Confirming that wind power companies are using its Triton Wind Profiler systems widely and relying on them heavily, Second Wind announces that Triton has amassed more than 900,000 hours of global wind data and will hit the one-million-hour mark soon. “At the rate Triton units all over the world are now collecting data, we easily surpassed the one million hour mark in June,” says CEO Larry Letteney. “Seeing such a large data set accumulate after just two years in the field tells us that customers are using their Tritons aggressively to gather diverse data sets to make the best decisions for locating wind turbines.”
Triton is a ground-based profiling unit that employs SODAR—SOund Detection and Ranging, a variation on radar but with sound instead of radio waves—to measure wind speed, direction, and other data. Reports issued by the U.S. National Renewable Energy Laboratory and ECN Wind Energy Research Center of the Netherlands in 2010 and 2009, respectively, credit Triton with accuracy comparable to that of meteorological towers, which are the current standard for wind data collection.
Triton remote sensing systems give wind power companies a mobile, ground-based complement to tower-based data collection. It broadens the range of data wind companies have for siting turbines in the most productive locations possible, profiling winds as high as 200 meters off the ground. There are 125 Triton units deployed in 15 countries across the globe.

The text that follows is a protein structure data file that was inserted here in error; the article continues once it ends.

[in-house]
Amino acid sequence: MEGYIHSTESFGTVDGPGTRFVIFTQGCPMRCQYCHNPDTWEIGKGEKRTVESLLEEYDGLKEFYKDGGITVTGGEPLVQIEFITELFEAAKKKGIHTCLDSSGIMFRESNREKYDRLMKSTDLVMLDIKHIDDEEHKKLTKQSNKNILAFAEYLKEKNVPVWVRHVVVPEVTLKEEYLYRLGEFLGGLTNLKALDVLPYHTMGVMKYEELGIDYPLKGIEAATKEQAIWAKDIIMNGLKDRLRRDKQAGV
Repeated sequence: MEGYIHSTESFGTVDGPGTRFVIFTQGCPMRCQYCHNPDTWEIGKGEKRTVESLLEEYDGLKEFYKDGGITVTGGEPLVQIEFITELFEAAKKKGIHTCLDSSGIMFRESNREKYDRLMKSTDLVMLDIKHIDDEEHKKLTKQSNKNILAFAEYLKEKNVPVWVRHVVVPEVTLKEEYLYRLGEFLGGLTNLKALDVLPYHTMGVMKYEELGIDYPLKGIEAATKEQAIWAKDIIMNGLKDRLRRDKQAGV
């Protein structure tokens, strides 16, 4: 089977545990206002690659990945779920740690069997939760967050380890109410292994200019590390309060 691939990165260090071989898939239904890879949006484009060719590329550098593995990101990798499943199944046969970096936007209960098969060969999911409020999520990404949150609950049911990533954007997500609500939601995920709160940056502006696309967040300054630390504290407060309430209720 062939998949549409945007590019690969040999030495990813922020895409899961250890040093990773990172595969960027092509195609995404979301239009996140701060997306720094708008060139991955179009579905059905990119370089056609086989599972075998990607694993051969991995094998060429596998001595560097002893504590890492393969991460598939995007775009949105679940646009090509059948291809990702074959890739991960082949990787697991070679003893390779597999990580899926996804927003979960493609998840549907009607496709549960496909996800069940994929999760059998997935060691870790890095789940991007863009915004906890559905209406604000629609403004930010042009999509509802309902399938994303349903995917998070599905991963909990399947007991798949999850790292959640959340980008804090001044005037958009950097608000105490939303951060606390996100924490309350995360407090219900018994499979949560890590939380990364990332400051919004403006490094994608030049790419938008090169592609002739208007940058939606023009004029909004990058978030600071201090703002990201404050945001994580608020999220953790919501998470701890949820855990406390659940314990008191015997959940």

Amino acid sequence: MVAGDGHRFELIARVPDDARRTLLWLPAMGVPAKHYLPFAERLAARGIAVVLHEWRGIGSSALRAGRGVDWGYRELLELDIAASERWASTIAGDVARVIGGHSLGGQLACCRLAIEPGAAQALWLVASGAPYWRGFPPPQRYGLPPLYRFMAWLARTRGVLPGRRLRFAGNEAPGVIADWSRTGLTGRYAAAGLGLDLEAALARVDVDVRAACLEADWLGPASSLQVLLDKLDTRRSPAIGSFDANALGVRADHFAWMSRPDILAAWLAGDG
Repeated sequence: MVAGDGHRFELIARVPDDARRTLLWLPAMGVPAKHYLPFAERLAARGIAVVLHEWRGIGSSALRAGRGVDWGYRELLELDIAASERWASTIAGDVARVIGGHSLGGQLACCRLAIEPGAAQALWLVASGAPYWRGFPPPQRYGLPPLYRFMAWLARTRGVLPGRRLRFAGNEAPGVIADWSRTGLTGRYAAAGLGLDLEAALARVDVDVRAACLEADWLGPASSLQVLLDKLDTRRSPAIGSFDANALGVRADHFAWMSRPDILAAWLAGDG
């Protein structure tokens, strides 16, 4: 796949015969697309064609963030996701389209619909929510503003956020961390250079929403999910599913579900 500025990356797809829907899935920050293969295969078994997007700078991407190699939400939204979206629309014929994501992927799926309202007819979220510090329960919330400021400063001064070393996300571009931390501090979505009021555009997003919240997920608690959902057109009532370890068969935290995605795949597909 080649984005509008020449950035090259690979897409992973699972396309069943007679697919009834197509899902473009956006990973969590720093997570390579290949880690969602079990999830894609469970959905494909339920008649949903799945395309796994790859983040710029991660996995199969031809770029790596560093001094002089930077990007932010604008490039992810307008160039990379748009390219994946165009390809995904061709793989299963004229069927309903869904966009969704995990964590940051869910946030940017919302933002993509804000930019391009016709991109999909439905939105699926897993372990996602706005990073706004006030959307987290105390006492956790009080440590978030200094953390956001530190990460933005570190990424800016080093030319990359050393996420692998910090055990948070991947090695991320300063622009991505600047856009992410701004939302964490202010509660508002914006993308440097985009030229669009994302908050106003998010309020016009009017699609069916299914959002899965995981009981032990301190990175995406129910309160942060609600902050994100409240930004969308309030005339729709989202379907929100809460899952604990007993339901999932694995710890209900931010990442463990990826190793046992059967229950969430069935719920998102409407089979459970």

“I think there is a great future for remote sensing,” according to Andrew Garrad, president of GL Garrad Hassan, one of the world’s top renewable energy consultancies. “The combination of SODAR devices and traditional anemometry is a very good one, and GL Garrad Hassan is already using remote sensing data in combination with conventional methods and data.”
Triton’s data collection landmark is among several important milestones Second Wind has passed recently. The company is celebrating its 30th anniversary this year. It recently sold its 10,000th Nomad wind resource data logger, which is destined for a prospective wind farm site in Texas, the nation’s largest wind power producer. Nomad units are deployed on seven continents, from the Arctic to Antarctica, with each unit compiling data from as many as 20 weather sensors. Second Wind ranked on the Inc. 500 list of fastest-growing privately held companies for the past three years, and was named a finalist in the “Excellence in Renewable Energy Awards” competition for Triton, which was commercially introduced in 2008.
“The real satisfaction in being around a long time, as we have, is getting to see what you’ve worked for pay off in a big way,” says Chief Technical Officer and Co-founder Walter Sass. “The company has learned a lot and done a lot over the last 30 years as wind power technology has developed. Now that wind power is a serious item on the national agenda, we’re in a great position to take those 30 years of experience and turn them into 30 more years of success.” Learn more at www.secondwind.com.